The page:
Dec. 28 2010 11:35 AM

forget the extra bodies! was every plow that the city owns out and plowing?
that a simple yes or no.

Dec. 28 2010 11:34 AM
Bobby G from East Village

I'm inclined to give the mayor and the Sanitation Dept. a little break here. This was a tremendous, wind swept storm. The airports were shut down, Amtrak was shut down, the LIRR was shut down, and people expect everything in the city to functioning. It might just take a little time.

Dec. 28 2010 11:34 AM
Lonnie from Brooklyn!!!

To all the younger whiney babies out there. . . The rule is SIMPLE: If you can't see across the street-- it's a VERY BAD STORM.

And a VERY BAD STORM means: you DON'T GO OUT, By FOOT or By CAR.

And for you people grousing that the streets have to be cleared so EMS can get thru. . .Mother Nature Trumps Human Needs. If you have a Heart Attack in the Middle of a Blizzard, that is the same as an Act of God. the message is simple: Your time may be up. Get your affairs in Order.

Dec. 28 2010 11:33 AM
Jane Coffey from Crown Heights Brooklyn

I live on Prospect Place, none of the streets are plowed here, even Franklin Ave which is a main thoroughfare. My landlady has a troublesome heart condition and I worry if she needs to get to the hospital she won't be able to.

Dec. 28 2010 11:31 AM
Teresa from Carroll Gardens Brooklyn

While this is the first time my block (1st St between Hoyt and Bond) wasn't plowed right away (and still has not been) I was more horrified to find out this morning at 8:00 AM that the steps to the Coney Island bound F-train had not been cleared and were treacherous. People were climbing up the steps, holding desperately onto the railing to not fall, slipping, sliding.

Dec. 28 2010 11:31 AM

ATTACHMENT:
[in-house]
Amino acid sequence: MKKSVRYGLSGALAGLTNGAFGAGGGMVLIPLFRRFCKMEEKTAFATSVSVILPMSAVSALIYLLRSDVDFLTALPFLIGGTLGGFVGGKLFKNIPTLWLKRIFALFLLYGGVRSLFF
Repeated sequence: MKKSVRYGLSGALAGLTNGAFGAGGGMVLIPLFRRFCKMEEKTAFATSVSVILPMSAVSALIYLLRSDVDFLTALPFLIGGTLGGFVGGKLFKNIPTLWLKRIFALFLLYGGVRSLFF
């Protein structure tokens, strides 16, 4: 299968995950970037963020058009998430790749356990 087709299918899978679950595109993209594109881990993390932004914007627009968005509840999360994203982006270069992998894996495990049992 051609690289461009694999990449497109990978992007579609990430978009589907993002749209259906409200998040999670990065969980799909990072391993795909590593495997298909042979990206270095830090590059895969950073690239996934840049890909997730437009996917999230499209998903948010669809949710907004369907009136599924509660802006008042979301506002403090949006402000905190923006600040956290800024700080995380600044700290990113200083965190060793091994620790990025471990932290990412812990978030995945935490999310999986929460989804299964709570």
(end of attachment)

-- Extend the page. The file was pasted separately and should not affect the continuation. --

Antonio Gonzalez from Luquer St, Btwn Hicks & Columbia sts, Brooklyn, NY

Yesterday, December 27, I went to the site and reported the block I live on as being unplowed. To date it is still unplowed. I live on Luquer St, between Hicks and Columbia streets, brooklyn. The city has a tough job. Also does not help that snow is being shoveled from the sidewalk onto the street.

Dec. 28 2010 11:30 AM

now more than ever i have no idea what a Public Advocate does, other than turn tax dollars into his salary?

Dec. 28 2010 11:29 AM
Kali from Prospect Heights, Brooklyn

I think everyone is being highly unrealistic and unhelpfully whiny about the progress of the snow clean up. There was a massive snow fall, obviously all the streets aren't going to be cleaned up within a few hours! And the Public Advocate's complaints about people not being told that they shouldn't drive during the year's worst storm is ridiculous. It was basic common sense to not drive. Everyone who drove and got stuck should take responsibility for their bad decision and they should get a ticket for blocking the street with their abandoned cars!

Dec. 28 2010 11:28 AM
Moses from Brooklyn

In Brooklyn, Rogers Avenue has not been plowed. The sidewalk on Rogers between Montgomery and Empire is not cleared. There is a City bus stuck on Empire and Nostrand since yesturday.

Dec. 28 2010 11:28 AM
eli from Brooklyn, NY

I live in the Midwood section of Brooklyn. Not one plow has gone down either the streets or avenues in my neighborhood since this storm began. No cars can go down my street at all. This has never happened before

Dec. 28 2010 11:27 AM
snoop from Boreum Hill


I've been out, and yes, there are some abandoned cars here and there. But I don't believe that they explain the massive inability to plow.

As for prioritizing manhattan over the other boroughs, there is little need to plow manhattan. You can get around by manhattan easily by subway. The people who are stuck out where the subways are shut down are the people who really need plowing and they are LAST on the priority list.

Dec. 28 2010 11:26 AM
Adele Cohen from Brighton Beach

I tried to get information about the subways yesterday after the storm the old fashioned way - listening to the radio - switching among a couple of stations. Finally I turned on the TV. All these media were obsessed with reporting about plowing streets, airport delays, bus service in New Jersey and Metro North. My simple question: what about Q & B subway service?

I finally went to the MTA website for information. Do all subway riders have computers? How many don't speak English?